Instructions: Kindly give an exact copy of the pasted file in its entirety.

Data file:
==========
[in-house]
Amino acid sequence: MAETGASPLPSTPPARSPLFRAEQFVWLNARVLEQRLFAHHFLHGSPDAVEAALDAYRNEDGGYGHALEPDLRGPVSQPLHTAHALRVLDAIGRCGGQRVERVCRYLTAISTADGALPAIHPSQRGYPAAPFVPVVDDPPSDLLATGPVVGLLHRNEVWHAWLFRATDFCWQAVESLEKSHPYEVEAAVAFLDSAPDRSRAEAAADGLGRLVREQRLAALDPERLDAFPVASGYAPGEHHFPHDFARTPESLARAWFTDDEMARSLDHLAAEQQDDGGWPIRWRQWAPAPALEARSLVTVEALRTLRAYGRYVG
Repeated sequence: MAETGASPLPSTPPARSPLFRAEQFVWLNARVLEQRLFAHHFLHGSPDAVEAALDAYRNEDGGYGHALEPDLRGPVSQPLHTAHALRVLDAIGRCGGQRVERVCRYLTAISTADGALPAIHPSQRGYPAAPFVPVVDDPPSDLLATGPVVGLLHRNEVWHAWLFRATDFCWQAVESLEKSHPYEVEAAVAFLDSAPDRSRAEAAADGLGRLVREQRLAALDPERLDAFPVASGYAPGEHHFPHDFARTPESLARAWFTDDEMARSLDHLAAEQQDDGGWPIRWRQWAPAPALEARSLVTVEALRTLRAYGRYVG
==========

[in-house]
Amino acid sequence: MAETGASPLPSTPPARSPLFRAEQFVWLNARVLEQRLFAHHFLHGSPDAVEAALDAYRNEDGGYGHALEPDLRGPVSQPLHTAHALRVLDAIGRCGGQRVERVCRYLTAISTADGALPAIHPSQRGYPAAPFVPVVDDPPSDLLATGPVVGLLHRNEVWHAWLFRATDFCWQAVESLEKSHPYEVEAAVAFLDSAPDRSRAEAAADGLGRLVREQRLAALDPERLDAFPVASGYAPGEHHFPHDFARTPESLARAWFTDDEMARSLDHLAAEQQDDGGWPIRWRQWAPAPALEARSLVTVEALRTLRAYGRYVG
Repeated sequence: MAETGASPLPSTPPARSPLFRAEQFVWLNARVLEQRLFAHHFLHGSPDAVEAALDAYRNEDGGYGHALEPDLRGPVSQPLHTAHALRVLDAIGRCGGQRVERVCRYLTAISTADGALPAIHPSQRGYPAAPFVPVVDDPPSDLLATGPVVGLLHRNEVWHAWLFRATDFCWQAVESLEKSHPYEVEAAVAFLDSAPDRSRAEAAADGLGRLVREQRLAALDPERLDAFPVASGYAPGEHHFPHDFARTPESLARAWFTDDEMARSLDHLAAEQQDDGGWPIRWRQWAPAPALEARSLVTVEALRTLRAYGRYVG